The Australasian College for Emergency Medicine (ACEM: the College) says a state-wide plan is urgently needed to address dangerous capacity and patient flow issues leading to hospital bed block, emergency department (ED) crowding and ambulance ramping in South Australian hospitals.
The recent cancellation of elective surgeries in some Adelaide hospitals in an effort to address a backlog of patients awaiting admission to hospital from EDs is the latest escalation of dangerous issues the College has been raising for years.
ACEM President Dr John Bonning said:
“Cancelling elective surgeries is a short-term measure which, while potentially providing some short-term capacity, can result in further negative impacts on system performance and patient safety down the track.
Cancelling surgeries is a reactive, stop-gap measure and should not be seen as the normal way to address the chronic system and capacity issues which have beset South Australian hospitals for some time now. The number of presentations to emergency departments, and increased demand over weekends, are predictable, and it is unacceptable to allow dangerous situations where crowded EDs and ramped ambulances are viewed as normal.
It is pressing on hospital managements and the State Government to find plans and solutions in the short and long-term, to address what are increasingly risky situations for patients and staff. For managements and the government to treat this as a surprise, or something to simply be accepted, represents a significant failure of the system and their duty of care to the people of South Australia.
Importantly, any response must include finding whole-of-system solutions to ensure timely and appropriate care can be provided to mental health patients, who are disproportionately affected by ED crowding, and dangerously long waits for definitive psychiatric care.”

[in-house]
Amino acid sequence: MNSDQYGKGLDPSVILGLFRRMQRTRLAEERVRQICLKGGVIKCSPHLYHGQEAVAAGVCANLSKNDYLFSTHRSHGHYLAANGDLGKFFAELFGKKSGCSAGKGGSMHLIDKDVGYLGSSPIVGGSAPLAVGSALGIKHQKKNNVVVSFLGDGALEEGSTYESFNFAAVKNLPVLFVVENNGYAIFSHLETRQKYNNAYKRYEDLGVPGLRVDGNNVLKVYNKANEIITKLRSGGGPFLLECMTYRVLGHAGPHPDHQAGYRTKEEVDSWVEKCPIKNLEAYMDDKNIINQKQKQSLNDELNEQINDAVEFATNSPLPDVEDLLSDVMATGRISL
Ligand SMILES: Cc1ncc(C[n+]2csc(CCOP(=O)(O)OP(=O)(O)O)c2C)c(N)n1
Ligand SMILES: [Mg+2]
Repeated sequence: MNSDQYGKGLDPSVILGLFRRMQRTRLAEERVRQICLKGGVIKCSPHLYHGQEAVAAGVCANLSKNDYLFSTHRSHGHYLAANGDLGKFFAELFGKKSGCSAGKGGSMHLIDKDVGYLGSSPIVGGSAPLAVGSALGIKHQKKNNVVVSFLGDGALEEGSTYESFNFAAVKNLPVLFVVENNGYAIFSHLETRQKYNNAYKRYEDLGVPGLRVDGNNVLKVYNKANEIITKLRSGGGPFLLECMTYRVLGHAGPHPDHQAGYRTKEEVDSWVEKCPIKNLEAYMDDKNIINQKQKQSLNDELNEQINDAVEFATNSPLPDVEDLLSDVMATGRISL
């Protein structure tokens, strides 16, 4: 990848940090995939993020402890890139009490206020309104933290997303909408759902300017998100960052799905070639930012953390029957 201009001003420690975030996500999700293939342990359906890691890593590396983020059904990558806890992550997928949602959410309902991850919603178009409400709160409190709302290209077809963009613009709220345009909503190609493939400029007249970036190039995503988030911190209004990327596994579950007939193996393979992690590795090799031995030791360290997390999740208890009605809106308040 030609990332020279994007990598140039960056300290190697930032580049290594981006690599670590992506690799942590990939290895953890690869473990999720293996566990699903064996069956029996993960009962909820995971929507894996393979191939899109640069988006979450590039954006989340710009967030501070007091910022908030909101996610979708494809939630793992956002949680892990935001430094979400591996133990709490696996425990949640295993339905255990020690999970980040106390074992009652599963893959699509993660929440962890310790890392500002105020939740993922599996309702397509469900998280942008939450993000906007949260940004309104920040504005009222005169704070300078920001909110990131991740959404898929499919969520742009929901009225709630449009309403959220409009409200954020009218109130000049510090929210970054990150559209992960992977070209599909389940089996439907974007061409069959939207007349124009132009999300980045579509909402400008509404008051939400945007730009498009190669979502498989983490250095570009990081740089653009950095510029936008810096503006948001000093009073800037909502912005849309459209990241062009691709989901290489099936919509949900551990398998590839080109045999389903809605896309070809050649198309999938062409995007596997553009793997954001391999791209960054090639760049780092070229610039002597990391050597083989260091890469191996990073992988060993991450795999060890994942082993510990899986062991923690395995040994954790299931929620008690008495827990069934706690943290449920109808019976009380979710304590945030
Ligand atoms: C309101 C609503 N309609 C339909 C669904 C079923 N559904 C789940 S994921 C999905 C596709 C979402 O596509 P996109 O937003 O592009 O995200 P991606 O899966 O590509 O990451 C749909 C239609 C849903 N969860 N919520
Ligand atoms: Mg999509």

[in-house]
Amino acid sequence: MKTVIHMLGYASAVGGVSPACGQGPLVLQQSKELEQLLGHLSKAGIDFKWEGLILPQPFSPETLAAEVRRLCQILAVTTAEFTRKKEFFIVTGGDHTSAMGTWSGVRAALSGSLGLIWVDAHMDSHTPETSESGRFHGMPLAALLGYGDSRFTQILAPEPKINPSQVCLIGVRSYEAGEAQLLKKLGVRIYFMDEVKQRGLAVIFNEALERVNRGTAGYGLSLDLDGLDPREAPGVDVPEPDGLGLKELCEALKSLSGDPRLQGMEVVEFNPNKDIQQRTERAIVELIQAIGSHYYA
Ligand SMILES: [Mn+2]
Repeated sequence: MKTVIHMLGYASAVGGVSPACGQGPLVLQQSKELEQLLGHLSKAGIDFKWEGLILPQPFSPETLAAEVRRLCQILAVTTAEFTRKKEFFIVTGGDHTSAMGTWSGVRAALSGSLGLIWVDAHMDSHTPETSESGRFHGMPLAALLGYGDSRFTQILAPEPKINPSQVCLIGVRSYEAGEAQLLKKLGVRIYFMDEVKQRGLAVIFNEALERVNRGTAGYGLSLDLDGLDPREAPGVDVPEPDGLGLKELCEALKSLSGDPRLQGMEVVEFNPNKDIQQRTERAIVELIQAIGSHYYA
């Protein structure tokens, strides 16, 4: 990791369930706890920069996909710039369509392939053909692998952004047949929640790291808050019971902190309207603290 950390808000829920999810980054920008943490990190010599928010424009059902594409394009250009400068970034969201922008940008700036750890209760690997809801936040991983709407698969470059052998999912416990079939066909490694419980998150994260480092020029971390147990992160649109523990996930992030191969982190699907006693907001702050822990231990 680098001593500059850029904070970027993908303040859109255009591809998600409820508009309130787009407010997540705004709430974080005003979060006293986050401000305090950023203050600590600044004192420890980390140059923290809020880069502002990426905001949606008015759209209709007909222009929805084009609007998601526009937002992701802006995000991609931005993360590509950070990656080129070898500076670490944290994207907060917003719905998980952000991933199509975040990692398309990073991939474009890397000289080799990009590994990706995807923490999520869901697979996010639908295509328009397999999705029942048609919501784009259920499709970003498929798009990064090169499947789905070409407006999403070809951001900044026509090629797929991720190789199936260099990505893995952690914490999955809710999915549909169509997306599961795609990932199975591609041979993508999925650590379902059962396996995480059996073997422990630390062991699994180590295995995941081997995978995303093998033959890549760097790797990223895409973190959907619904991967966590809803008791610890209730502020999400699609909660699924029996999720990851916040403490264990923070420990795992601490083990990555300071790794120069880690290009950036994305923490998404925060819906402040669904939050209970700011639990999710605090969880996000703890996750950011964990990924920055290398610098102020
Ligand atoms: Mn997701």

ACEM South Australia Faculty Chair Dr Mark Morphett said:
“In the current COVID-19 pandemic, crowded emergency departments pose additional risks to patients and staff. With the risk of COVID-19 still so present, it is unethical to allow situations where patients and staff may be forced to wait or gather in dangerously close quarters to occur. Given the overcrowded state of essentially all the emergency departments in metropolitan Adelaide, this state’s acute health system is clearly not prepared for a second wave of COVID-19. We need to learn the lessons of interstate where health care facilities have become epicentres for infection – we simply can’t afford that to occur here.
ACEM has repeatedly raised these capacity and system issues for some time but, frustratingly, there seems to have been little, if any lasting improvement. We implore the State Government to genuinely commit to addressing these dangerous and longstanding issues with a comprehensive, state-wide plan. This is particularly urgent as we continue to contend with the COVID-19 threat.”
ACEM is the peak body for emergency medicine in Australia and New Zealand, responsible for training emergency physicians and advancement of professional standards. www.acem.org.au